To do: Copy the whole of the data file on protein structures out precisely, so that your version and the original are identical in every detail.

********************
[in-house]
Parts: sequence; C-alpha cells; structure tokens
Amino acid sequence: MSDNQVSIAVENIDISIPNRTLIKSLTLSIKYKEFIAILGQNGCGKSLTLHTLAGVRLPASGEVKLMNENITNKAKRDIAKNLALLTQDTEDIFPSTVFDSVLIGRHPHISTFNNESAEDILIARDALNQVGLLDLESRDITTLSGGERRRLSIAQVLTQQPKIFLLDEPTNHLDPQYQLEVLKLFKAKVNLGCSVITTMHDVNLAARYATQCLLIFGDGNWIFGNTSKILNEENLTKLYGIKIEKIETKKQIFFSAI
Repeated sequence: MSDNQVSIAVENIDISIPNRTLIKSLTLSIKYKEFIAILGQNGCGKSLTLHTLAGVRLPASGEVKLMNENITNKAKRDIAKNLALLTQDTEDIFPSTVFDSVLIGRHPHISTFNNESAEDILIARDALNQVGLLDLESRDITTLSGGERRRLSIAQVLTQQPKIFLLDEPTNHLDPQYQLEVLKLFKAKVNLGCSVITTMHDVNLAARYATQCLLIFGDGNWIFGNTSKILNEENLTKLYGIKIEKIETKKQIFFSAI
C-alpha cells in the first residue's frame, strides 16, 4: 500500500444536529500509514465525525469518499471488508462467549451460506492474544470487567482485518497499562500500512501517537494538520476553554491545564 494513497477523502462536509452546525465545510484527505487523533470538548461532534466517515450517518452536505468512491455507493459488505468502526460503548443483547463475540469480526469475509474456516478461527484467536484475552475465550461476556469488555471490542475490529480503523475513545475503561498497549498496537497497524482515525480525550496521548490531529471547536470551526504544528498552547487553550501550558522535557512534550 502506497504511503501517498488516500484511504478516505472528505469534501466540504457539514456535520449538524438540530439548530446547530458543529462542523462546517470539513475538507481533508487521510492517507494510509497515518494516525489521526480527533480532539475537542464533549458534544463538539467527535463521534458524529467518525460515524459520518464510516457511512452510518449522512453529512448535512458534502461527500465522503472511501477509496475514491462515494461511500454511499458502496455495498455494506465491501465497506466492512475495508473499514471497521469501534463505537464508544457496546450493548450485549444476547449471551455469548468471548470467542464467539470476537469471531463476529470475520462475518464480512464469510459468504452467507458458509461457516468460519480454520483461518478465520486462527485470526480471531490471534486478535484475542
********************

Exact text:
[in-house]
Parts: sequence; C-alpha cells; structure tokens
Amino acid sequence: MSDNQVSIAVENIDISIPNRTLIKSLTLSIKYKEFIAILGQNGCGKSLTLHTLAGVRLPASGEVKLMNENITNKAKRDIAKNLALLTQDTEDIFPSTVFDSVLIGRHPHISTFNNESAEDILIARDALNQVGLLDLESRDITTLSGGERRRLSIAQVLTQQPKIFLLDEPTNHLDPQYQLEVLKLFKAKVNLGCSVITTMHDVNLAARYATQCLLIFGDGNWIFGNTSKILNEENLTKLYGIKIEKIETKKQIFFSAI
Repeated sequence: MSDNQVSIAVENIDISIPNRTLIKSLTLSIKYKEFIAILGQNGCGKSLTLHTLAGVRLPASGEVKLMNENITNKAKRDIAKNLALLTQDTEDIFPSTVFDSVLIGRHPHISTFNNESAEDILIARDALNQVGLLDLESRDITTLSGGERRRLSIAQVLTQQPKIFLLDEPTNHLDPQYQLEVLKLFKAKVNLGCSVITTMHDVNLAARYATQCLLIFGDGNWIFGNTSKILNEENLTKLYGIKIEKIETKKQIFFSAI
C-alpha cells in the first residue's frame, strides 16, 4: 500500500444536529500509514465525525469518499471488508462467549451460506492474544470487567482485518497499562500500512501517537494538520476553554491545564 494513497477523502462536509452546525465545510484527505487523533470538548461532534466517515450517518452536505468512491455507493459488505468502526460503548443483547463475540469480526469475509474456516478461527484467536484475552475465550461476556469488555471490542475490529480503523475513545475503561498497549498496537497497524482515525480525550496521548490531529471547536470551526504544528498552547487553550501550558522535557512534550 502506497504511503501517498488516500484511504478516505472528505469534501466540504457539514456535520449538524438540530439548530446547530458543529462542523462546517470539513475538507481533508487521510492517507494510509497515518494516525489521526480527533480532539475537542464533549458534544463538539467527535463521534458524529467518525460515524459520518464510516457511512452510518449522512453529512448535512458534502461527500465522503472511501477509496475514491462515494461511500454511499458502496455495498455494506465491501465497506466492512475495508473499514471497521469501534463505537464508544457496546450493548450485549444476547449471551455469548468471548470467542464467539470476537469471531463476529470475520462475518464480512464469510459468504452467507458458509461457516468460519480454520483461518478465520486462527485470526480471531490471534486478535484475542